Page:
The invention provides an improved process for the dyeing of a fibrous article containing fibers of a polyamide polymer with at least one anionic dye. A process in accordance with the invention includes immersing the article in a liquid dyeing bath of a substantially nonaqueous solvent medium for the anionic dye. The substantially nonaqueous solvent medium comprises at least about 10% by volume of a water-miscible alcohol selected from the class consisting of methanol, ethanol, ethylene glycol, propylene glycol and mixtures thereof. The dyeing bath and the article in the dyeing bath are heated to a temperature at least equal to the dyeing transition temperature of the fiber of polyamide polymer. The anionic dye is added to the dyeing bath as a liquid concentrate containing a substantially non-aqueous solvent medium for the anionic dye. At least about 33% of the total dye to be applied during the process is added while the dyeing bath and the article are at a temperature at least equal to the dyeing transition temperature. The dyeing bath is stirred as the dye is added to the bath to mix the dye concentrate into the dyeing bath to form a dilute dye solution and to provide a flow of the dilute dye solution relative to the article to cause the dye to be transported to the article, the stirring further providing, on the average, essentially uniform dye transport of the anionic dye to the article. The dye is added to the bath so that the dye addition rate is the primary control over the rate of dye uptake by the article.
In one form of the invention, the anionic dye is added at an addition rate of about 0.0005 to about 0.5% dye/minute based on the weight of the article.
In another form of the invention in which the process is performed in a dyeing machine in which the stirring provides repetitive machine cycles, the dye is added to the bath at a dye addition rate such that between about 0.04% and about 7% of the total dye to be applied during said process is added to said dyeing bath during a machine cycle.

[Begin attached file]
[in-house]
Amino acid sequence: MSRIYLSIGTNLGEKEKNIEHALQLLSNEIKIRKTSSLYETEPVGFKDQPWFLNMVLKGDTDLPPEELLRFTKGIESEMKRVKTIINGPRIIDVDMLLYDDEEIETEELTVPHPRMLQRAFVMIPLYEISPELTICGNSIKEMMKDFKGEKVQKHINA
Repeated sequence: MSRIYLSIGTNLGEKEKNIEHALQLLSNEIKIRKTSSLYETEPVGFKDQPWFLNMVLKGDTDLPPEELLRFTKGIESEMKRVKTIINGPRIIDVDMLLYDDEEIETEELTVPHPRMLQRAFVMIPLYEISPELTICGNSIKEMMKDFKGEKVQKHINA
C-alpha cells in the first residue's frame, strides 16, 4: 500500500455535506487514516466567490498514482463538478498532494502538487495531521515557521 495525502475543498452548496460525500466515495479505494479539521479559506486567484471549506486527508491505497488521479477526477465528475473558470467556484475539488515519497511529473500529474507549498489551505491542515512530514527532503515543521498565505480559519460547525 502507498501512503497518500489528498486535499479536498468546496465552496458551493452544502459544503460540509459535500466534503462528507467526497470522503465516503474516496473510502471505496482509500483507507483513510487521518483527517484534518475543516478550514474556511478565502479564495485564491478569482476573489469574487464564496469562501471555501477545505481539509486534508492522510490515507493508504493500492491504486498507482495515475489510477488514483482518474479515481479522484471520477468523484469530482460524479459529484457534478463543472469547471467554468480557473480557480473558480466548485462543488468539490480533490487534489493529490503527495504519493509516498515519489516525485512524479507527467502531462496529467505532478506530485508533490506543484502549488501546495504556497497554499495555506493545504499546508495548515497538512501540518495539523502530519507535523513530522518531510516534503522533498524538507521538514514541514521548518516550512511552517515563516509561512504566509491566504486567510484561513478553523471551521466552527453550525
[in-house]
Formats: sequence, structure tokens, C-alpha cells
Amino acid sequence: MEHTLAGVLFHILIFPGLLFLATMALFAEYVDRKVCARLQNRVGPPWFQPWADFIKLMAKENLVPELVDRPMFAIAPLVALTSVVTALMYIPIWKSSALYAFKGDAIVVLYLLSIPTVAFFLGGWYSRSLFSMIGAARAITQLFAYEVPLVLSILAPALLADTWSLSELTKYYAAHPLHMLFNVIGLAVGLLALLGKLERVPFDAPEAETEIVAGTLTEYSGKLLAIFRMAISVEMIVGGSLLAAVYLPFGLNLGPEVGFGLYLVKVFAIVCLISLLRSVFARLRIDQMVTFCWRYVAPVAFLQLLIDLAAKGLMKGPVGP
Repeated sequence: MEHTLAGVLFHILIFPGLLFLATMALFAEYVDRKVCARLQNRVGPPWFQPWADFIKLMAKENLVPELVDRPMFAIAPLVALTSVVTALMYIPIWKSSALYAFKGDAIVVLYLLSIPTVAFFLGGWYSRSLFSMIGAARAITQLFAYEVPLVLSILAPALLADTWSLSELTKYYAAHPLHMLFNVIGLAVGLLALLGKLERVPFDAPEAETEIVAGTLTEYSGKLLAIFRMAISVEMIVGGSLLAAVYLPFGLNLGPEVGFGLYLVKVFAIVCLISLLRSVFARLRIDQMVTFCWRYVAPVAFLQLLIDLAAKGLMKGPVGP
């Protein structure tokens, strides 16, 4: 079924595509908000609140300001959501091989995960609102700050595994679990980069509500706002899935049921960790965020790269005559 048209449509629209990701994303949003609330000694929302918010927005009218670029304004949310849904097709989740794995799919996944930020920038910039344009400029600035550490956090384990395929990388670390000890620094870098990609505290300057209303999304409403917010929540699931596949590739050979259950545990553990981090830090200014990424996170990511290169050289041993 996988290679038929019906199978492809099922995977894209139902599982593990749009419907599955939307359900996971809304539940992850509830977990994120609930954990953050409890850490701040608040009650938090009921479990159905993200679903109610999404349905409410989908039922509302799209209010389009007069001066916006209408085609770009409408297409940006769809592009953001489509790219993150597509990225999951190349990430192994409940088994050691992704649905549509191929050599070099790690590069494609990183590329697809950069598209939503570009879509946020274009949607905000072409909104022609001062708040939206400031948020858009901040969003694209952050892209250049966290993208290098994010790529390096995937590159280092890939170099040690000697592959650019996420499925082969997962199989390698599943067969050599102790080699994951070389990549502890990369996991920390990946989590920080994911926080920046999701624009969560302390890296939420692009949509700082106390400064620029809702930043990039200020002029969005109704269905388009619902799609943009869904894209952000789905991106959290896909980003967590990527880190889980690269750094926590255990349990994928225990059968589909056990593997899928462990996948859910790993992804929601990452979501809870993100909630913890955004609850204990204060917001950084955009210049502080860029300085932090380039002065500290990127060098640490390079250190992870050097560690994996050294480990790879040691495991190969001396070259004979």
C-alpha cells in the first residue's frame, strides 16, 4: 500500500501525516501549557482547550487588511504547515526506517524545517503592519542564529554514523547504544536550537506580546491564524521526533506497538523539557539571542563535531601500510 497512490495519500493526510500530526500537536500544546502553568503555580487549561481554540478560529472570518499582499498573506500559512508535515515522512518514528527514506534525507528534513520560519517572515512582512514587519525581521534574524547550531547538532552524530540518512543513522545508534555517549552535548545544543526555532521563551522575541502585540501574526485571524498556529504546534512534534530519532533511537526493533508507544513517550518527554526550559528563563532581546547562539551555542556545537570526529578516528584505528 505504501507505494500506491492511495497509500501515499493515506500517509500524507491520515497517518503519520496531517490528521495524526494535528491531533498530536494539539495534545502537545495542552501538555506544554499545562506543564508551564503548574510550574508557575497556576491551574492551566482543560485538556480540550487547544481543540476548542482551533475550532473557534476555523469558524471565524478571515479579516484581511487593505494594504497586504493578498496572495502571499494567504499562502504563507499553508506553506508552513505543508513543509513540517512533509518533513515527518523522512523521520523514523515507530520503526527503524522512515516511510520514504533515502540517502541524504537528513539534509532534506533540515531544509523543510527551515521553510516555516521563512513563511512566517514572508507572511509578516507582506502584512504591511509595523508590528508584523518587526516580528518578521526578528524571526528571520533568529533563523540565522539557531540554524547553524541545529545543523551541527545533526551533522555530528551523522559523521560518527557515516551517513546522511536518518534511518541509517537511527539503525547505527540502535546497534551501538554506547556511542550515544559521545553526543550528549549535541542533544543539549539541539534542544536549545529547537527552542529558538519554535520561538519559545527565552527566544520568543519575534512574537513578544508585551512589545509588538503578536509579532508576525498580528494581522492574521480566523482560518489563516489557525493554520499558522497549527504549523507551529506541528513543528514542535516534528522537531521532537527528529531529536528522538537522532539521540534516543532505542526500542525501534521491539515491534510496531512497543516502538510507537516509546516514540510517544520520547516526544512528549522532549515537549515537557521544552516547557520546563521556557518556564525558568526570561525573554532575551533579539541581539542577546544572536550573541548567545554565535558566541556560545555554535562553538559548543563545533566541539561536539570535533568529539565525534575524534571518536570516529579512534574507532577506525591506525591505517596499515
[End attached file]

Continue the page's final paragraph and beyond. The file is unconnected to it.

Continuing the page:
FIG. 1 is a cross-sectional photomicrograph at 400× of a yarn in a preferred dyed fabric in accordance with the invention (Example 2-Part B);
FIG. 2 is a cross-sectional photomicrograph at 400× of a yarn from the same type of fabric as FIG. 1 but dyed in a conventional manner (Example 2-Part A-Comparative);
The process of the invention is useful for dyeing articles containing fibers of a variety of polyamides. The invention is particularly useful for fibers made from aliphatic polyamide homopolymers and copolymers which are melt-spinnable to form fibers which are amenable to processing for textile uses. A preferred class of such polyamides contains at least one of poly(hexamethylene adipamide) or poly(ε-caproamide) polymer units in an amount greater than about 60% by weight. A most preferred class of polyamides contains at least about 85% by weight poly(hexamethylene adipamide). In the examples which follow, homopolymer poly(hexamethylene adipamide) is referred to as 66 nylon.
There are a wide variety of fibrous articles containing polyamide fibers which can be dyed using the process of the invention including, for example, yarns, fabric, carpets and garments. Fabrics include the usual textile forms including woven, knitted, and non-woven varieties. The polyamide fiber in such articles can be present in a wide variety of forms including flat or textured continuous filaments, staple yarns, bulked continuous filaments, etc. The polyamide fiber can be present in the article together with any of a variety of other synthetic or natural fibers. Typical of such articles are staple yarns made from a "blend" of polyamide staple with other fibers and fabrics and garments made from such yarns. The invention is particularly useful with fabrics containing continuous filament polyamide yarns together with elastic fibers such as spandex sold under the trademark Lycra® by E. I. du Pont de Nemours & Company. The other fibers in such articles may or may not undergo dyeing as the polyamide fibers are dyed in the process. In addition, the polyamide fibers to be dyed may already contain the same or a different dye. For example, the process of the invention may be used for a dye "add" to get to "shade" with the fiber already containing most of the dye before the process is used.